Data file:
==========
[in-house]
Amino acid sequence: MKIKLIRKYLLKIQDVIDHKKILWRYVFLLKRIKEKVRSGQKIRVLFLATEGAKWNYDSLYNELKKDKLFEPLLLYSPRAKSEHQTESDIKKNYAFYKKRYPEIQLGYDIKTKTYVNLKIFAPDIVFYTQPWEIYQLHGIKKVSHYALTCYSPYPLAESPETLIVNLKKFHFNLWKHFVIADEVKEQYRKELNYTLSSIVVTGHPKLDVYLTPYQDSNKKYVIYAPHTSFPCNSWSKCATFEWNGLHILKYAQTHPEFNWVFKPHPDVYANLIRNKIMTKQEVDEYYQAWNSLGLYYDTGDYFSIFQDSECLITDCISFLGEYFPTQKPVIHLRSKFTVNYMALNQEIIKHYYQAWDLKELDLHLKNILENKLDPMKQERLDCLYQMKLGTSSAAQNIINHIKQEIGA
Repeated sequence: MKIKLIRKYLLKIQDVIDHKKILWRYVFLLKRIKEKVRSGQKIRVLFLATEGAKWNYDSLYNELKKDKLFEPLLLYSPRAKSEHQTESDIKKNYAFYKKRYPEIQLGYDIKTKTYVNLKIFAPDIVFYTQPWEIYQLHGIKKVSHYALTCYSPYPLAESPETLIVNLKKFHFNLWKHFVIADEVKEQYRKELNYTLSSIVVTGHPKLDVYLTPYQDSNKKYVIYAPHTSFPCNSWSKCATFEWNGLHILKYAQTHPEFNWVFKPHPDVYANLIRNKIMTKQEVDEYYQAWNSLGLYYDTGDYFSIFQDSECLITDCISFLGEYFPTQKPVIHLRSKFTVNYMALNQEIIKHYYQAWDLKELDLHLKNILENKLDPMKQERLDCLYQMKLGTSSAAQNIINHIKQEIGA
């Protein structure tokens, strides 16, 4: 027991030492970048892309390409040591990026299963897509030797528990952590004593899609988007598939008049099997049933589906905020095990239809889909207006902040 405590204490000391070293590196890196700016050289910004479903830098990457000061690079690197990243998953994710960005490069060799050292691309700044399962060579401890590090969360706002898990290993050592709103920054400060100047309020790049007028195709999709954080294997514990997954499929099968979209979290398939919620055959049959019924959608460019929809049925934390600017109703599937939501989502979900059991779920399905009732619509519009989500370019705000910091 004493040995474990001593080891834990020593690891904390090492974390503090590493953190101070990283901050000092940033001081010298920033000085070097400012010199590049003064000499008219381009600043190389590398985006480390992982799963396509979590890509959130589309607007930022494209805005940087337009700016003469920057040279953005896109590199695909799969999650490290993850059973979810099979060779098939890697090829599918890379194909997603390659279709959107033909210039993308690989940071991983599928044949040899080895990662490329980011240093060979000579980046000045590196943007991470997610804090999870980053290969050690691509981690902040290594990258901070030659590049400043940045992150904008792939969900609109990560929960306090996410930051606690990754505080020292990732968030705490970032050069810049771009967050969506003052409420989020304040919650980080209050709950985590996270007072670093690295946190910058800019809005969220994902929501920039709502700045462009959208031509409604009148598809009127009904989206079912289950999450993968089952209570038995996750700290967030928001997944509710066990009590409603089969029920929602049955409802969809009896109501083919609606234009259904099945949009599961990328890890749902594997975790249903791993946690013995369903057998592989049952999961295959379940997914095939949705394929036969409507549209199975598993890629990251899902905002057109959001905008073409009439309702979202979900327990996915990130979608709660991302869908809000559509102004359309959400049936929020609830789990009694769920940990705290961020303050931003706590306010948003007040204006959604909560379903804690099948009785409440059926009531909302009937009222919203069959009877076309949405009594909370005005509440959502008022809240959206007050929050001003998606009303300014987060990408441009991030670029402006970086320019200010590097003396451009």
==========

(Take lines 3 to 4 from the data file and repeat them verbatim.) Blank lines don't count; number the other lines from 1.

Repeated sequence: MKIKLIRKYLLKIQDVIDHKKILWRYVFLLKRIKEKVRSGQKIRVLFLATEGAKWNYDSLYNELKKDKLFEPLLLYSPRAKSEHQTESDIKKNYAFYKKRYPEIQLGYDIKTKTYVNLKIFAPDIVFYTQPWEIYQLHGIKKVSHYALTCYSPYPLAESPETLIVNLKKFHFNLWKHFVIADEVKEQYRKELNYTLSSIVVTGHPKLDVYLTPYQDSNKKYVIYAPHTSFPCNSWSKCATFEWNGLHILKYAQTHPEFNWVFKPHPDVYANLIRNKIMTKQEVDEYYQAWNSLGLYYDTGDYFSIFQDSECLITDCISFLGEYFPTQKPVIHLRSKFTVNYMALNQEIIKHYYQAWDLKELDLHLKNILENKLDPMKQERLDCLYQMKLGTSSAAQNIINHIKQEIGA
């Protein structure tokens, strides 16, 4: 027991030492970048892309390409040591990026299963897509030797528990952590004593899609988007598939008049099997049933589906905020095990239809889909207006902040 405590204490000391070293590196890196700016050289910004479903830098990457000061690079690197990243998953994710960005490069060799050292691309700044399962060579401890590090969360706002898990290993050592709103920054400060100047309020790049007028195709999709954080294997514990997954499929099968979209979290398939919620055959049959019924959608460019929809049925934390600017109703599937939501989502979900059991779920399905009732619509519009989500370019705000910091 004493040995474990001593080891834990020593690891904390090492974390503090590493953190101070990283901050000092940033001081010298920033000085070097400012010199590049003064000499008219381009600043190389590398985006480390992982799963396509979590890509959130589309607007930022494209805005940087337009700016003469920057040279953005896109590199695909799969999650490290993850059973979810099979060779098939890697090829599918890379194909997603390659279709959107033909210039993308690989940071991983599928044949040899080895990662490329980011240093060979000579980046000045590196943007991470997610804090999870980053290969050690691509981690902040290594990258901070030659590049400043940045992150904008792939969900609109990560929960306090996410930051606690990754505080020292990732968030705490970032050069810049771009967050969506003052409420989020304040919650980080209050709950985590996270007072670093690295946190910058800019809005969220994902929501920039709502700045462009959208031509409604009148598809009127009904989206079912289950999450993968089952209570038995996750700290967030928001997944509710066990009590409603089969029920929602049955409802969809009896109501083919609606234009259904099945949009599961990328890890749902594997975790249903791993946690013995369903057998592989049952999961295959379940997914095939949705394929036969409507549209199975598993890629990251899902905002057109959001905008073409009439309702979202979900327990996915990130979608709660991302869908809000559509102004359309959400049936929020609830789990009694769920940990705290961020303050931003706590306010948003007040204006959604909560379903804690099948009785409440059926009531909302009937009222919203069959009877076309949405009594909370005005509440959502008022809240959206007050929050001003998606009303300014987060990408441009991030670029402006970086320019200010590097003396451009």